“The common perception is that marijuana smoke is less toxic and that smoking a few marijuana joints per day has far fewer consequences than smoking a pack of tobacco cigarettes (5). However, the lack of filtering and differences in the smoking technique associated with marijuana use result in an approximately fourfold greater deposition of tar particulates in the lung than occurs from smoking similar amounts of tobacco (6). In addition, the concentration of pro-carcinogens such as benz-[α]-anthracene and benzo-[α]-pyrene are up to twofold higher in marijuana tar (3,7). The presence of irritants and pro-carcinogens in marijuana smoke and the enhanced deposition of these in the lung during smoking suggest that habitual smoking of marijuana might result in a spectrum of respiratory consequences similar to those described for tobacco smoking. Moreover, THC has recently been shown to exert potent biological effects on lung epithelial cells and on the immune system (8-10). Consequently, it is possible that regular exposure to marijuana smoke, a large proportion of which is THC, might predispose to lung injury, pulmonary infections, and/or tumor growth.”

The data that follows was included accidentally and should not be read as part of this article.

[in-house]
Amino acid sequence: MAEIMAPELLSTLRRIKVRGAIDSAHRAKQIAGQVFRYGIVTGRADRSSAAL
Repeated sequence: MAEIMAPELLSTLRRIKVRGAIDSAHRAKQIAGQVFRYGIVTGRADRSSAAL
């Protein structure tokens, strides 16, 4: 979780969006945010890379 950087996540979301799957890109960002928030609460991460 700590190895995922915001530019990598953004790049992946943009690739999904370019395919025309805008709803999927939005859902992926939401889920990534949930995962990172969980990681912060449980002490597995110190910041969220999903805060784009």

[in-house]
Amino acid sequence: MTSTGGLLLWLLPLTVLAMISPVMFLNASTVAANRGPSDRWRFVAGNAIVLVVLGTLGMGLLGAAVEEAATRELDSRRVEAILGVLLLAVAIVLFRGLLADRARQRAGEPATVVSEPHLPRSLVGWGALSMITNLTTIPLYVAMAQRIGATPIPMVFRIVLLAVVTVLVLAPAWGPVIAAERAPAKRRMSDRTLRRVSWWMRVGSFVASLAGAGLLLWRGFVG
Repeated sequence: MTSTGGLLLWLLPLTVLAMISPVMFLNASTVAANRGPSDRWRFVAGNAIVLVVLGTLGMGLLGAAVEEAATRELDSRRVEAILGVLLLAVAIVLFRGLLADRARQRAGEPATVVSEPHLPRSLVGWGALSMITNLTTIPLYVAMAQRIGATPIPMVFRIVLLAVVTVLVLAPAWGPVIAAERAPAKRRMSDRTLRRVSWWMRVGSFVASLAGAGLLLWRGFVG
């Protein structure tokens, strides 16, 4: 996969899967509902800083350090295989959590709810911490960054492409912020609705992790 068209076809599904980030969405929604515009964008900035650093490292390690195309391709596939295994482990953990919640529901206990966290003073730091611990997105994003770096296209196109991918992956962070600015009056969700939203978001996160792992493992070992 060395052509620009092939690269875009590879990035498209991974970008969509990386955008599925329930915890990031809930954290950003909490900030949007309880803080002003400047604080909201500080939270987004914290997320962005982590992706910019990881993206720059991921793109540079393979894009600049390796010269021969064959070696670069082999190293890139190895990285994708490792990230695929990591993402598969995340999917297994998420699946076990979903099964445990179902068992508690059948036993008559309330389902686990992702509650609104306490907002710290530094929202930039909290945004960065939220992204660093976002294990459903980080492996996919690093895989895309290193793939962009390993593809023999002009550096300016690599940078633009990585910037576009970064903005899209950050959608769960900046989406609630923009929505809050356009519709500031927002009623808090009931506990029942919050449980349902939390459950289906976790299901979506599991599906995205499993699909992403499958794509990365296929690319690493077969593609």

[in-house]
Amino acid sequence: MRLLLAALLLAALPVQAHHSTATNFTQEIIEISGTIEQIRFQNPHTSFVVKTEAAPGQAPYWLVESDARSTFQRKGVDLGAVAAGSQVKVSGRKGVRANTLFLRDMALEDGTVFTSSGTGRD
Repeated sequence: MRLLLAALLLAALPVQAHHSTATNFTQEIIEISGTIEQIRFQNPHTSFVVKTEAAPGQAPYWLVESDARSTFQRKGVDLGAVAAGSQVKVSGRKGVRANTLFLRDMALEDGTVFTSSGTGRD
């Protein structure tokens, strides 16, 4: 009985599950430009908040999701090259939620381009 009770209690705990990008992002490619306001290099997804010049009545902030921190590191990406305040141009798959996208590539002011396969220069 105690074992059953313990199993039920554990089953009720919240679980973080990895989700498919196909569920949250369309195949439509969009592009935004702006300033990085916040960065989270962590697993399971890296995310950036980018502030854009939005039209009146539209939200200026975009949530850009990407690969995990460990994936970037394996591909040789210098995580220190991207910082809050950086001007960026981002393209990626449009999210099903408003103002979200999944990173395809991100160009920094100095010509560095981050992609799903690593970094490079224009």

Donald P. Tashkin and Michael D. Roth, “Effects of Marijuana on the Lung and Immune Defenses“, Forensic Science And Medicine, 2007, pg. 253-275.